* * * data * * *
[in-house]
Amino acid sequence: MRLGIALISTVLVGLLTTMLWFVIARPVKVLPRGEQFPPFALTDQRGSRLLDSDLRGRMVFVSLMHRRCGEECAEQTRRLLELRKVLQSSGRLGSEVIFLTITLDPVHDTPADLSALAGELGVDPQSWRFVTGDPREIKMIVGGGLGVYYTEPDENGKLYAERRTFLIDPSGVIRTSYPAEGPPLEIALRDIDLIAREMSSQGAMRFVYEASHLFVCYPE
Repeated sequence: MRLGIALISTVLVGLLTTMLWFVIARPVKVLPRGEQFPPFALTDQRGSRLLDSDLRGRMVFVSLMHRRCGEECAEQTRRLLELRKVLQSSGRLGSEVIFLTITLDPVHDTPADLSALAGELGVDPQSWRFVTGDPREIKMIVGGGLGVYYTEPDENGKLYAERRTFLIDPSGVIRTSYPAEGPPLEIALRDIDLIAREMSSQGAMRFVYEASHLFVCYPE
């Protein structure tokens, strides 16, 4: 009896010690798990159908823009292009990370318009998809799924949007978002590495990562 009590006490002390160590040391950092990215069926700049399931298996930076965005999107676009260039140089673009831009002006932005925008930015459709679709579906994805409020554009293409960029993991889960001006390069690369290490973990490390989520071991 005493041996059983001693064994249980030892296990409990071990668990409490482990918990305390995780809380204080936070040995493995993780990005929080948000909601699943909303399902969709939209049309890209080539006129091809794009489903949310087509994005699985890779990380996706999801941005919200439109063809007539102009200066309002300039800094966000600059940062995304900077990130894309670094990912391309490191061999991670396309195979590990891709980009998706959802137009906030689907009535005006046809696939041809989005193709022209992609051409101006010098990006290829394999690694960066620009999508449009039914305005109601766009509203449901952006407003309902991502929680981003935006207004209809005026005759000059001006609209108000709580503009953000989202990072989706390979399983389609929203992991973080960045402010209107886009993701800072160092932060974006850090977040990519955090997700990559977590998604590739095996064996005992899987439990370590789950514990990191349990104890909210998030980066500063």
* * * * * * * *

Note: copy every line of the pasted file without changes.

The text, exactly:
[in-house]
Amino acid sequence: MRLGIALISTVLVGLLTTMLWFVIARPVKVLPRGEQFPPFALTDQRGSRLLDSDLRGRMVFVSLMHRRCGEECAEQTRRLLELRKVLQSSGRLGSEVIFLTITLDPVHDTPADLSALAGELGVDPQSWRFVTGDPREIKMIVGGGLGVYYTEPDENGKLYAERRTFLIDPSGVIRTSYPAEGPPLEIALRDIDLIAREMSSQGAMRFVYEASHLFVCYPE
Repeated sequence: MRLGIALISTVLVGLLTTMLWFVIARPVKVLPRGEQFPPFALTDQRGSRLLDSDLRGRMVFVSLMHRRCGEECAEQTRRLLELRKVLQSSGRLGSEVIFLTITLDPVHDTPADLSALAGELGVDPQSWRFVTGDPREIKMIVGGGLGVYYTEPDENGKLYAERRTFLIDPSGVIRTSYPAEGPPLEIALRDIDLIAREMSSQGAMRFVYEASHLFVCYPE
């Protein structure tokens, strides 16, 4: 009896010690798990159908823009292009990370318009998809799924949007978002590495990562 009590006490002390160590040391950092990215069926700049399931298996930076965005999107676009260039140089673009831009002006932005925008930015459709679709579906994805409020554009293409960029993991889960001006390069690369290490973990490390989520071991 005493041996059983001693064994249980030892296990409990071990668990409490482990918990305390995780809380204080936070040995493995993780990005929080948000909601699943909303399902969709939209049309890209080539006129091809794009489903949310087509994005699985890779990380996706999801941005919200439109063809007539102009200066309002300039800094966000600059940062995304900077990130894309670094990912391309490191061999991670396309195979590990891709980009998706959802137009906030689907009535005006046809696939041809989005193709022209992609051409101006010098990006290829394999690694960066620009999508449009039914305005109601766009509203449901952006407003309902991502929680981003935006207004209809005026005759000059001006609209108000709580503009953000989202990072989706390979399983389609929203992991973080960045402010209107886009993701800072160092932060974006850090977040990519955090997700990559977590998604590739095996064996005992899987439990370590789950514990990191349990104890909210998030980066500063």